New method for storing Sovereign Coronation grapes cuts costs, increases income for growers
Eating fresh, local Ontario grapes is a treat that could only be enjoyed for a short time every year – until recently. The Sovereign Coronation variety is the grape of choice for many growers since it can withstand the province’s cold weather, but the quality of the fruit deteriorates quickly after harvest.
More than 100 Ontario growers with over 770 acres of vineyards produce 82 per cent of all the table grapes grown in Canada.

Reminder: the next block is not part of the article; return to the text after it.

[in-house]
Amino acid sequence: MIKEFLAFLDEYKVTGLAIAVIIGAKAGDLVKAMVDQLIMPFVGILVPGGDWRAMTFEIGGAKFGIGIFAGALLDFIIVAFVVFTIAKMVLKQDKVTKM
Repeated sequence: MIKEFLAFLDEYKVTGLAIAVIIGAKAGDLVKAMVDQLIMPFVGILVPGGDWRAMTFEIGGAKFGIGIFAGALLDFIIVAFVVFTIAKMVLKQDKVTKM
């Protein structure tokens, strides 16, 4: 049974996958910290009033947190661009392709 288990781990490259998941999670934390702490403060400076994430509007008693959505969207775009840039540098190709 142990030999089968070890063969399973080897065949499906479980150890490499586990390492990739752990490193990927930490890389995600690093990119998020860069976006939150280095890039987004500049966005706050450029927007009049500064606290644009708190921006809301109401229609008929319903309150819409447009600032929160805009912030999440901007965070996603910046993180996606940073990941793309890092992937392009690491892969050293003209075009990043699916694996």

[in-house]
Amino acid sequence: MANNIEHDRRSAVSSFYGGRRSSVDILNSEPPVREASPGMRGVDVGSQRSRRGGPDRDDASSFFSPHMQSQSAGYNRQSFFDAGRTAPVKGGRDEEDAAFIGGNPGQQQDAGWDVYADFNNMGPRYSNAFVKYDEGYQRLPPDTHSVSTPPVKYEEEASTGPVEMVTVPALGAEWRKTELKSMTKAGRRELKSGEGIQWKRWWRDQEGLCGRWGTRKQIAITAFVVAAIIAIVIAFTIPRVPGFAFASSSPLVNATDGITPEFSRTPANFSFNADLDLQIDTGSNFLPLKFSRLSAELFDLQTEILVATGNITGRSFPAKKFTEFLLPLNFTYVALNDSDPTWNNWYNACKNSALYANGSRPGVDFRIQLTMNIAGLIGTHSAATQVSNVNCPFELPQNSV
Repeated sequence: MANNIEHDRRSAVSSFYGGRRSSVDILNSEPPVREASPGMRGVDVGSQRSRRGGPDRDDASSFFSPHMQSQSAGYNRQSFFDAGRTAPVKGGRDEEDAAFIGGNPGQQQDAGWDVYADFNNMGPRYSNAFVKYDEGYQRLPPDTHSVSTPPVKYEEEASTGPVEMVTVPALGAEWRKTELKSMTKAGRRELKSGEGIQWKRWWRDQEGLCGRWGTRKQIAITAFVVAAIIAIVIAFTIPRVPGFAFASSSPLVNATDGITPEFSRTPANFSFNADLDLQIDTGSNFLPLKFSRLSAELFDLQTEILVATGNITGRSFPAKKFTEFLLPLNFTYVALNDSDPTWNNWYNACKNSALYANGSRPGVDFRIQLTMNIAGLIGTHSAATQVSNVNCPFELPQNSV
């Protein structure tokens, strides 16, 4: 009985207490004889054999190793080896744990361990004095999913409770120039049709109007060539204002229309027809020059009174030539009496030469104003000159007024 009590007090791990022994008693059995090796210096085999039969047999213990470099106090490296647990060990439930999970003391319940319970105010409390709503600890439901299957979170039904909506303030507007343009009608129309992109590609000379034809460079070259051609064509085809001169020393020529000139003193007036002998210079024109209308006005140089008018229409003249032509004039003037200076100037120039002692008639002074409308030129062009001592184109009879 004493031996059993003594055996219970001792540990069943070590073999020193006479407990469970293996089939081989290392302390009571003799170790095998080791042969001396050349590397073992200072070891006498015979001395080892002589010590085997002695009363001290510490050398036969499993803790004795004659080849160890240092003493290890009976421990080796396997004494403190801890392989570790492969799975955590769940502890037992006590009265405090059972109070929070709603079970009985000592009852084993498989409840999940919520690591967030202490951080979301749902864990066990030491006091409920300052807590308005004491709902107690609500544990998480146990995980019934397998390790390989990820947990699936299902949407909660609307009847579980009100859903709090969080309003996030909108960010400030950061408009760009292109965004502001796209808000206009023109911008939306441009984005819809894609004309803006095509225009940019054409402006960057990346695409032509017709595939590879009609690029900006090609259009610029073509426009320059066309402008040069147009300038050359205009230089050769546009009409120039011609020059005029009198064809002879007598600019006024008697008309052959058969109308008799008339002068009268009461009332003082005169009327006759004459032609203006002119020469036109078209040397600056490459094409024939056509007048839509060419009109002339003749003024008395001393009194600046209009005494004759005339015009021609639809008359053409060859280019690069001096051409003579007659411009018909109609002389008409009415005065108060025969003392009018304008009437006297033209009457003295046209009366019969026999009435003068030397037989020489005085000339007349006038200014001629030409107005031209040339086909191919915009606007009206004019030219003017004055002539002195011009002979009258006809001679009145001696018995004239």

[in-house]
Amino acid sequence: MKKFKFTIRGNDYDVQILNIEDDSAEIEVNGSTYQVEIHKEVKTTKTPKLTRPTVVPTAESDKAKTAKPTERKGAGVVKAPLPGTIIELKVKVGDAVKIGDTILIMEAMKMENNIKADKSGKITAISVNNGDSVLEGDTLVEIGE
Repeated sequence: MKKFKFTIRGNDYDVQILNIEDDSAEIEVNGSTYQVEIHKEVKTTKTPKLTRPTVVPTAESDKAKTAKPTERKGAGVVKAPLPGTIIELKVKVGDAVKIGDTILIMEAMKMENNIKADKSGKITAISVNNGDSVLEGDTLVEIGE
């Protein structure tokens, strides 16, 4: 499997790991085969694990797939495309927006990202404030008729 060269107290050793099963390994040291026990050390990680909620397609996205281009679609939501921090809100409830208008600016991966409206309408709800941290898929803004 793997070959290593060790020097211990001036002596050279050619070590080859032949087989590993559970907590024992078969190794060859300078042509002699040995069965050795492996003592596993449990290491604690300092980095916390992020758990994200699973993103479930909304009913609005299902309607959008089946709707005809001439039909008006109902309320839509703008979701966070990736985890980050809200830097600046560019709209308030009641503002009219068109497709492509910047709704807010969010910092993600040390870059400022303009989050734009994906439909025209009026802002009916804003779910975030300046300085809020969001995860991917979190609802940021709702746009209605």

Sovereign Coronation is the main variety of fresh market grapes grown in Ontario. They are blue-skinned and seedless and were introduced to the province in 2000.
Traditionally they could be stored for only about two weeks before mold and brown spots rendered more than six per cent of grape yield unmarketable per year. The grapes were also getting crowded out of the market by other fruits available at this time of the year, resulting in significant income losses for growers.
Researchers at Vineland were asked to find ways to extend the storage life of these grapes to decrease growers’ losses, maintain the value of their crops and reduce food waste.